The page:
In the first year of the project, Professor Blamire and his team have developed their MRI technique which measures motor units in leg muscles. This improves the image quality. The researchers then used this technique to measure motor units in healthy participants. They achieved this by activating individual motor nerves and their associated muscle fibres with brief electrical pulses. The team will also measure motor unit activity when participants voluntarily move their muscles, without the electrical pulses. They will use this information to create a plan to study motor units in people with SMA, which is the next phase of the research.
What are the aims of the project?
This project aims to overcome the limitations of current ways of measuring the progression of SMA, by developing a pioneering, non-invasive technique based on MRI.
Why is this research important?
Muscles are controlled by nerves, called motor neurons, which carry electrical messages from the spinal cord to muscles telling the muscles to move. Each motor neuron ‘speaks to’ a number of muscle fibres, together called a motor unit. Each muscle is made up of many motor units.
In SMA, motor neurons are lost and for each motor neuron that dies, that motor unit no longer functions. Measuring the number of motor units and their function is therefore one way to measure the progression of SMA, and it can also be useful in the diagnosis of some people with SMA.
The techniques currently used for this involve electrically stimulating nerves and measuring their electrical activity; this is called electromyography (EMG). However, these can be invasive, painful tests, often requiring a needle to be inserted, making them unattractive especially for children. They can also be technically challenging, time consuming and may only tell us about a small proportion of the nerves (the easily accessible ones).
To overcome these limitations, Professor Blamire and his team have been developing a novel, non-invasive technique based on MRI, which they have been testing in people with amyotrophic lateral sclerosis (ALS; a form of motor neuron disease). They have been able to show motor unit number and function quickly and using a pain-free method.
What will the researchers do?
In this project, the team will address the technical challenges in taking this new technique, called motor unit MRI (MUMRI) from an experimental method to one that can be used in people with SMA. They will maximise the image quality of the scans, design a protocol for MUMRI in people with SMA and develop software for analysis of the images.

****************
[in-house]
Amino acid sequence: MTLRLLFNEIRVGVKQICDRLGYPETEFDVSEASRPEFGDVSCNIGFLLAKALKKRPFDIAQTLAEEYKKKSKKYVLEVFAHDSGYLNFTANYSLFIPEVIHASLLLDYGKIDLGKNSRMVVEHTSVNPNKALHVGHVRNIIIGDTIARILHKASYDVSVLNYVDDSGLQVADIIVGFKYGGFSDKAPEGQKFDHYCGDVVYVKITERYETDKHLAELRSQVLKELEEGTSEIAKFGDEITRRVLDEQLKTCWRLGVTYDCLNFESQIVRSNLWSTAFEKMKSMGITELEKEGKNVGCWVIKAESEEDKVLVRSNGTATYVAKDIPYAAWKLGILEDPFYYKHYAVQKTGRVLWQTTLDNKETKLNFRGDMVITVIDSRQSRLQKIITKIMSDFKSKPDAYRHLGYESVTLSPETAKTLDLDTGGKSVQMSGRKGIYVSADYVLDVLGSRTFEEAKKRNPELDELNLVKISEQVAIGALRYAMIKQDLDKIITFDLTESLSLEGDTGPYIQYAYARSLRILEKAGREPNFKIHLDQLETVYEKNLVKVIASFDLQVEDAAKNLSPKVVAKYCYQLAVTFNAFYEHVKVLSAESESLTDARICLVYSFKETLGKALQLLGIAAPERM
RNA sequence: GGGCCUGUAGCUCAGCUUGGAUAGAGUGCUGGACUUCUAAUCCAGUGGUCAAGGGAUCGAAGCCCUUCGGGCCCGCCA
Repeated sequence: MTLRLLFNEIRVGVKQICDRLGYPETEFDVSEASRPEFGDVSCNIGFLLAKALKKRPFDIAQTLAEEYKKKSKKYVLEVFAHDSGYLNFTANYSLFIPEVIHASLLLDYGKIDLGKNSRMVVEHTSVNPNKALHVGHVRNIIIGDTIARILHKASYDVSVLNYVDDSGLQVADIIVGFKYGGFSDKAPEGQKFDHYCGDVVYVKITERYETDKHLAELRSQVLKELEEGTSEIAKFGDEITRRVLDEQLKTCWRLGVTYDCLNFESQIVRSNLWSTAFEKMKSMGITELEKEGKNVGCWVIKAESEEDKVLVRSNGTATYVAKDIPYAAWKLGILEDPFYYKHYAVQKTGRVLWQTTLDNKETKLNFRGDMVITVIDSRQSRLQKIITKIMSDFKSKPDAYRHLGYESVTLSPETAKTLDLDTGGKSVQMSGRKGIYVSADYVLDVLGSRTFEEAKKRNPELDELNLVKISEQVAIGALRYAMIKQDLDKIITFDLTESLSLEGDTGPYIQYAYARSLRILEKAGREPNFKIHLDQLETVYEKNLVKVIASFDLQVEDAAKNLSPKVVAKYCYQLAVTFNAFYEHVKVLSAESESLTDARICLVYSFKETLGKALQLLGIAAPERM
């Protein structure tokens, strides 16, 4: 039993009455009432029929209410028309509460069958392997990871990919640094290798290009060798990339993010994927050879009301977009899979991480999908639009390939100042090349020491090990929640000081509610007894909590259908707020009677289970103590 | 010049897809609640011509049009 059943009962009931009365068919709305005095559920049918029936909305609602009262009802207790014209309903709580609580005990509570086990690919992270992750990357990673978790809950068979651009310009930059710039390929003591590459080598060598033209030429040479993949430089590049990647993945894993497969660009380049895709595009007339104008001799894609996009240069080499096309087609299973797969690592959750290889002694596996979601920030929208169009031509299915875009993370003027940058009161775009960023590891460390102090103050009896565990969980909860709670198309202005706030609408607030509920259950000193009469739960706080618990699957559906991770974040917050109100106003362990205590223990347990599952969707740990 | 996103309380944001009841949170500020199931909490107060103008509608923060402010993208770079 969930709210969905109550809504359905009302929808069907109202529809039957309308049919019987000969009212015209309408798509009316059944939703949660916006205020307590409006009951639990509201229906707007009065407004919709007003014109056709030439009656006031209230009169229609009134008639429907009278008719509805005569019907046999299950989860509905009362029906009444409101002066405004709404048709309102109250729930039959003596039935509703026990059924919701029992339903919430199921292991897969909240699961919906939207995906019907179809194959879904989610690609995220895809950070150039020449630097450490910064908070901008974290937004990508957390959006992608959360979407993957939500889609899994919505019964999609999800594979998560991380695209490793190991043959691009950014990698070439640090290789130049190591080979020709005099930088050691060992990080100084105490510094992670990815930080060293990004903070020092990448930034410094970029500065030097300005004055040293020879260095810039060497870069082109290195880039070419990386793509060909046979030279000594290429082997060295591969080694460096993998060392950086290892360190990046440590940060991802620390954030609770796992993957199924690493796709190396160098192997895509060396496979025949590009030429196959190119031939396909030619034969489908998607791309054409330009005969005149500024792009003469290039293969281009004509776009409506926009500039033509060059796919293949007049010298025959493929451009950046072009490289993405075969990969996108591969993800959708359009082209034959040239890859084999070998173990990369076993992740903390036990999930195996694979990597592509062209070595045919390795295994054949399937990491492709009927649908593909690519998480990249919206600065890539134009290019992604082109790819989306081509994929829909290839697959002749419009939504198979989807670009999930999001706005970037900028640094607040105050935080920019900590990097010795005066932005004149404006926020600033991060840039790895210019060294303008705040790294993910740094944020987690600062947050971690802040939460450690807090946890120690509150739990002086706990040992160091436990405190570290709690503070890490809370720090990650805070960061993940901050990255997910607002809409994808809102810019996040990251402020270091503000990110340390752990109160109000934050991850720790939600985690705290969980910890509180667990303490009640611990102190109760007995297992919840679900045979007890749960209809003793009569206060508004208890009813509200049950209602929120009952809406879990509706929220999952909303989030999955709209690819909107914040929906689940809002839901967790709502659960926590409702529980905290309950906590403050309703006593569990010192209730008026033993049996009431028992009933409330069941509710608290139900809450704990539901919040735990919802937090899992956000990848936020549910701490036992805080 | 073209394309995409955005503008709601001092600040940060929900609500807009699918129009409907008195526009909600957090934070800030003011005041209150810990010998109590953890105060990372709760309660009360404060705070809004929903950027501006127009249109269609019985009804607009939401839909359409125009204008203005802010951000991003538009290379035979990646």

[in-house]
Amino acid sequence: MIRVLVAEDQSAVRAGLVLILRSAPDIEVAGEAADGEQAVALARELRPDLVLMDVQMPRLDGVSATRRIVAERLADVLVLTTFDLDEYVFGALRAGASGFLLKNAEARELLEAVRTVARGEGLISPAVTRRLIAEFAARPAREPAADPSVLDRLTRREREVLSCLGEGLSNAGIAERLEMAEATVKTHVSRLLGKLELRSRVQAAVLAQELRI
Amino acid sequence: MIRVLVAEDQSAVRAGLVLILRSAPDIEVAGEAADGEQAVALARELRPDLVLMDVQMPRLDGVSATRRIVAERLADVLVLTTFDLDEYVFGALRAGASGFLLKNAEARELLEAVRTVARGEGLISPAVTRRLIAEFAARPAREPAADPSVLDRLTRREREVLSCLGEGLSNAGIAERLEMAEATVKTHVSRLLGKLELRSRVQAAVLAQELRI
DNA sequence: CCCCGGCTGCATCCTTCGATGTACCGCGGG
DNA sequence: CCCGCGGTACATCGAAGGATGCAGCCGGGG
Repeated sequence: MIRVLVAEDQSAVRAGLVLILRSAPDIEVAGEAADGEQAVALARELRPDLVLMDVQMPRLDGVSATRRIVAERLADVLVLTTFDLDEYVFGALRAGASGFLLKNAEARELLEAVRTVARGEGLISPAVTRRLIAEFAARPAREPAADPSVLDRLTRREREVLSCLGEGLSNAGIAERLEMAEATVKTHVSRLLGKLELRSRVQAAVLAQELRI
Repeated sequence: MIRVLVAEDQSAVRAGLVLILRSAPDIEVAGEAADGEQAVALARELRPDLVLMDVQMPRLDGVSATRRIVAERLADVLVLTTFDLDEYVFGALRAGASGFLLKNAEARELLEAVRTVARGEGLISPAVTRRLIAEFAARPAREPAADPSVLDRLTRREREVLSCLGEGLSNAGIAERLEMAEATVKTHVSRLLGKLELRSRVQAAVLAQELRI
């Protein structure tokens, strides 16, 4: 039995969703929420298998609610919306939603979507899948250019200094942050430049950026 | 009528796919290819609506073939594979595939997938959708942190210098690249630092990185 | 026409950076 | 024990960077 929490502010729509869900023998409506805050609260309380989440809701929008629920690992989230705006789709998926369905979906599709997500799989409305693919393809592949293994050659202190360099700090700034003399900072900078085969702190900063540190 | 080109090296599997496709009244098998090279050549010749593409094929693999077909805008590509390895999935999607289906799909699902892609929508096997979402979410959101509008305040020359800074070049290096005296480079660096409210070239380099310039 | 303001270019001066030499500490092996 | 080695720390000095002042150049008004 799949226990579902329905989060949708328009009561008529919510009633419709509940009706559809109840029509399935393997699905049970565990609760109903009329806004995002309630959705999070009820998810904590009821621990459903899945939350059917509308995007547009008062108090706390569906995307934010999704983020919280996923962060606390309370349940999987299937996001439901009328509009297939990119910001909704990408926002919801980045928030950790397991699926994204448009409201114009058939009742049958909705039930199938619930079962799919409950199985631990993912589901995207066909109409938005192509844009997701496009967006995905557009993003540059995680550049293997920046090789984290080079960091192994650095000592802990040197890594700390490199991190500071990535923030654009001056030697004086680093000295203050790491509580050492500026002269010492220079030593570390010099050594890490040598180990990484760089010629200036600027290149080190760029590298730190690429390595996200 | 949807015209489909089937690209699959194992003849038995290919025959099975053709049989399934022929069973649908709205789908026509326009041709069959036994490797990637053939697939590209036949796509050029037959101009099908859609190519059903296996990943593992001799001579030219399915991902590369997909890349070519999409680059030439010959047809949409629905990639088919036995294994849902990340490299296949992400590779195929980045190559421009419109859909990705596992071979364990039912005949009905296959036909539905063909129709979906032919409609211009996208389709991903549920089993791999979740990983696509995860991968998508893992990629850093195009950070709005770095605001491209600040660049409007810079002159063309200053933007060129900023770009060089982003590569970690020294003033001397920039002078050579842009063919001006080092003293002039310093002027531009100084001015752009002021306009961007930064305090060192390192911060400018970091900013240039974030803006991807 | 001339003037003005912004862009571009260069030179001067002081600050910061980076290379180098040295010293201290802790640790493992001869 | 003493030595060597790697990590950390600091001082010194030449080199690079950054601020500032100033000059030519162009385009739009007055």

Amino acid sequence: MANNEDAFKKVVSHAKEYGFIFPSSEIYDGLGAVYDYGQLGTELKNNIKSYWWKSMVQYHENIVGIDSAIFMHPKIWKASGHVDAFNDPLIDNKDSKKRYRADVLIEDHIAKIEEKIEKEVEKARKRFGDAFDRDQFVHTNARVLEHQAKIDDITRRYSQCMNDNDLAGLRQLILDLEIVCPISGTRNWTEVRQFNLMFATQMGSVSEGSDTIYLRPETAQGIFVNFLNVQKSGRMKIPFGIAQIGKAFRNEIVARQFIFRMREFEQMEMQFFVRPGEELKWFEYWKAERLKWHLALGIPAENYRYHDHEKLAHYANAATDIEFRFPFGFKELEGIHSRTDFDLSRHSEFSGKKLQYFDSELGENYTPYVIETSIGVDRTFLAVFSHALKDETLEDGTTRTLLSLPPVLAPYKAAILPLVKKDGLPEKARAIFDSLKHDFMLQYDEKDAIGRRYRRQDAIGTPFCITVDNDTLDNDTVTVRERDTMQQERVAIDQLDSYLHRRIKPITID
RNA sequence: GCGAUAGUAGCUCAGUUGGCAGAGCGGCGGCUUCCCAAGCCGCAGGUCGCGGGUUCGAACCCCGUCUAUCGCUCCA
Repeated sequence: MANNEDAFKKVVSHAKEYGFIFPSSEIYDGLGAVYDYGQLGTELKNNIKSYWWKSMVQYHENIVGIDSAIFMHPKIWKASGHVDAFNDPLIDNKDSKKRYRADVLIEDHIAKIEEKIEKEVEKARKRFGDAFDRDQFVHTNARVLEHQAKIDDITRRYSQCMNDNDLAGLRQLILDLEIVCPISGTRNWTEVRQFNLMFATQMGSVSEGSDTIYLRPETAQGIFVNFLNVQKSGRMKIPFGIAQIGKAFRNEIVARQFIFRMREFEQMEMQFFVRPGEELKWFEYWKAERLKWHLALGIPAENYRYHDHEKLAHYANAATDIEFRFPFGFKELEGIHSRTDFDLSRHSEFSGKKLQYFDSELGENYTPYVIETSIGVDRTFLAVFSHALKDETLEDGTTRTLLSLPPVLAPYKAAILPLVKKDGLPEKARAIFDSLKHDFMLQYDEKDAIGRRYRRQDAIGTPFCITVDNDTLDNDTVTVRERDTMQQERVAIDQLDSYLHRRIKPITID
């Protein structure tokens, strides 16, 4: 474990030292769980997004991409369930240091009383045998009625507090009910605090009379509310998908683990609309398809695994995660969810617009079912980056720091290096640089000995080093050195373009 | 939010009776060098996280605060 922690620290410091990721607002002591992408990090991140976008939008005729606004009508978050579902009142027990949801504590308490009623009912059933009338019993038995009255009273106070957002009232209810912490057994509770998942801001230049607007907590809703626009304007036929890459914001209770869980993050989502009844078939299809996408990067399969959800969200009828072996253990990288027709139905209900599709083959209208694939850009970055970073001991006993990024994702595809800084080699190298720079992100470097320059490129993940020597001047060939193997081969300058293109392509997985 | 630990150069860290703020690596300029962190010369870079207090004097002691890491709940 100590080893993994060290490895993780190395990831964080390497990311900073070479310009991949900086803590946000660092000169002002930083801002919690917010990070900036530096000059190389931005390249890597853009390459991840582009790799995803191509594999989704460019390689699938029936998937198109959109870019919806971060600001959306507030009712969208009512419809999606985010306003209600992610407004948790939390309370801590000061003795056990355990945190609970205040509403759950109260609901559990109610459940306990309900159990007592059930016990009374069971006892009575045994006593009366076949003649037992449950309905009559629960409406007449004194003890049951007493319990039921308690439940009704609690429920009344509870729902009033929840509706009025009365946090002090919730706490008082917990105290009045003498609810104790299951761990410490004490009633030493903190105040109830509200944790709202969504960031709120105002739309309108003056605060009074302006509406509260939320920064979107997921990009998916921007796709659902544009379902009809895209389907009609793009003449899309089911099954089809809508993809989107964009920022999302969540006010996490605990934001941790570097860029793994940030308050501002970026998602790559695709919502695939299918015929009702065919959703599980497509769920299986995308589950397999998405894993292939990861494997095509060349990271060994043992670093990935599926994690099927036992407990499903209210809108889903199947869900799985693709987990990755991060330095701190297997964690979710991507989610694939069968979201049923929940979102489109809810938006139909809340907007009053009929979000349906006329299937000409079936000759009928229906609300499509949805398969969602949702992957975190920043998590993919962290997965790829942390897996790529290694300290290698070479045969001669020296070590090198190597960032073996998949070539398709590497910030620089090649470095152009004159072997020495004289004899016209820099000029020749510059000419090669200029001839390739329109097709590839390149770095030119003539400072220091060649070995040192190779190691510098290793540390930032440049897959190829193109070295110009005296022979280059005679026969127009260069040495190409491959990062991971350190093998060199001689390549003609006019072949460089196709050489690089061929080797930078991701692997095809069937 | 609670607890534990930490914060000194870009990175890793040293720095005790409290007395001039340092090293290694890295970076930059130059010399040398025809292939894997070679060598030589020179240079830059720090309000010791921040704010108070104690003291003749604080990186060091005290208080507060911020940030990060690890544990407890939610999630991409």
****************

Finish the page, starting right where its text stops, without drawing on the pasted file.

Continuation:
Having done this, they will run a small, proof of concept trial in people with SMA, using healthy individuals with no muscle wasting condition and people with ALS as comparison groups. Participants will be assessed using the new MUMRI technique as well as the current gold-standard tests that are used in the clinic to evaluate progression; EMG and clinical assessment. This data will then be used to assess how accurately MUMRI can measure the progression of SMA.
How will outcomes of this research benefit people with spinal muscular atrophy?
This research may pave the way to a new, improved way of measuring the progression of SMA that is non-invasive and pain free.
The technique is also expected to be quicker and more sensitive than existing EMG methods. This would be valuable because it would allow changes to be detected earlier, which would be beneficial for diagnosis and for measuring how effective a potential new treatment is, for example in clinical trials.
As MUMRI is a completely new way of measuring motor unit function, it is also hoped that it may provide new information about how SMA progresses.
Project leader: Professor Andrew Blamire
Institute: Newcastle University
Condition: spinal muscular atrophy
Duration: Three years
Total cost (£): 218,566
Official title: MR imaging of motor unit dynamics as a non-invasive disease biomarker in spinal muscular atrophy
Find out more about Dr Blamire’s MRI technique in our feature article
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